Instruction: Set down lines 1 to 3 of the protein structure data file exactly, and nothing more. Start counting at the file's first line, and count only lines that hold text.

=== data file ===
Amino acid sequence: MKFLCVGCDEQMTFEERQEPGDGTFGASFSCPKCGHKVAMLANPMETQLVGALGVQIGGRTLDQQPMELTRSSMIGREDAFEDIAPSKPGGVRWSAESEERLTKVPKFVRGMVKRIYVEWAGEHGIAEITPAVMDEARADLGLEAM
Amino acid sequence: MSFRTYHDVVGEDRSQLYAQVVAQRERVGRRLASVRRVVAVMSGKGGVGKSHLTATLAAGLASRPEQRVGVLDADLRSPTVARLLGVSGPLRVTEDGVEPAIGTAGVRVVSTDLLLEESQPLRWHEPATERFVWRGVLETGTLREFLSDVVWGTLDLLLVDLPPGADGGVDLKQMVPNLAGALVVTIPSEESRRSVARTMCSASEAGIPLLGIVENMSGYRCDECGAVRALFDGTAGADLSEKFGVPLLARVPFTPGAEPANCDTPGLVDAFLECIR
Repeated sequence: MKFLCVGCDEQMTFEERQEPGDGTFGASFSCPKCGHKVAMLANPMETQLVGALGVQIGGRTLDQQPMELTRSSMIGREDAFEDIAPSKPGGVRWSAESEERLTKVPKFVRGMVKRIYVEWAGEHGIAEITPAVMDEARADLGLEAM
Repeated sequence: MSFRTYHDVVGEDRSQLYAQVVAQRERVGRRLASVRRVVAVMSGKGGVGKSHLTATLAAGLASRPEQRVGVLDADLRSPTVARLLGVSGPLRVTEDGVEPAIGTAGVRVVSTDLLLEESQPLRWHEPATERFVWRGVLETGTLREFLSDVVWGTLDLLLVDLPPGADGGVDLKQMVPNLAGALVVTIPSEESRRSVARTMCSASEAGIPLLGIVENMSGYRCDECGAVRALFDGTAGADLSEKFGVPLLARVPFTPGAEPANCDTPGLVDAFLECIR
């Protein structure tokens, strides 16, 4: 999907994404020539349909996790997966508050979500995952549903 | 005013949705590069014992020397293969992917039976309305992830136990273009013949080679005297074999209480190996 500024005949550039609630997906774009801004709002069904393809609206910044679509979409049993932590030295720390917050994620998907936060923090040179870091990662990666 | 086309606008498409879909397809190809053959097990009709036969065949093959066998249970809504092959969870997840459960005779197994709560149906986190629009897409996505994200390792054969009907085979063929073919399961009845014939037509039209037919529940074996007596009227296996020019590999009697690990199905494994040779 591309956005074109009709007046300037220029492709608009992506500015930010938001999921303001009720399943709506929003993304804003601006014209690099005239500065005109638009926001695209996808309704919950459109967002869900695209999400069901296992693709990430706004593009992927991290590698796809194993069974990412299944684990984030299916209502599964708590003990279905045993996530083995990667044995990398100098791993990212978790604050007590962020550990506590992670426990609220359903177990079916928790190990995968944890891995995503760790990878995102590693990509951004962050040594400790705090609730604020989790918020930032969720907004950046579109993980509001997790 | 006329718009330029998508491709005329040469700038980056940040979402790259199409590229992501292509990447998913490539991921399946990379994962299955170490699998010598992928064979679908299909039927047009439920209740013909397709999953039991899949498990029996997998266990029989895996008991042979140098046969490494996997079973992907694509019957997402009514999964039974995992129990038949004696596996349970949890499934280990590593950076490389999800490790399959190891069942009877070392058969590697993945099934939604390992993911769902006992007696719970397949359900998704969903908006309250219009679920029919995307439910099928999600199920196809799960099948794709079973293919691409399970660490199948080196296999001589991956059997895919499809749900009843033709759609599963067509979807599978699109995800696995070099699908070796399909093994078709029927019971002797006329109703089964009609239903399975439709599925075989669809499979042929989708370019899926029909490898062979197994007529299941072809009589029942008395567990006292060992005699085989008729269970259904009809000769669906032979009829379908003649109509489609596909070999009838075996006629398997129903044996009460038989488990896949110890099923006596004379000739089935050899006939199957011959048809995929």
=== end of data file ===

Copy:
Amino acid sequence: MKFLCVGCDEQMTFEERQEPGDGTFGASFSCPKCGHKVAMLANPMETQLVGALGVQIGGRTLDQQPMELTRSSMIGREDAFEDIAPSKPGGVRWSAESEERLTKVPKFVRGMVKRIYVEWAGEHGIAEITPAVMDEARADLGLEAM
Amino acid sequence: MSFRTYHDVVGEDRSQLYAQVVAQRERVGRRLASVRRVVAVMSGKGGVGKSHLTATLAAGLASRPEQRVGVLDADLRSPTVARLLGVSGPLRVTEDGVEPAIGTAGVRVVSTDLLLEESQPLRWHEPATERFVWRGVLETGTLREFLSDVVWGTLDLLLVDLPPGADGGVDLKQMVPNLAGALVVTIPSEESRRSVARTMCSASEAGIPLLGIVENMSGYRCDECGAVRALFDGTAGADLSEKFGVPLLARVPFTPGAEPANCDTPGLVDAFLECIR
Repeated sequence: MKFLCVGCDEQMTFEERQEPGDGTFGASFSCPKCGHKVAMLANPMETQLVGALGVQIGGRTLDQQPMELTRSSMIGREDAFEDIAPSKPGGVRWSAESEERLTKVPKFVRGMVKRIYVEWAGEHGIAEITPAVMDEARADLGLEAM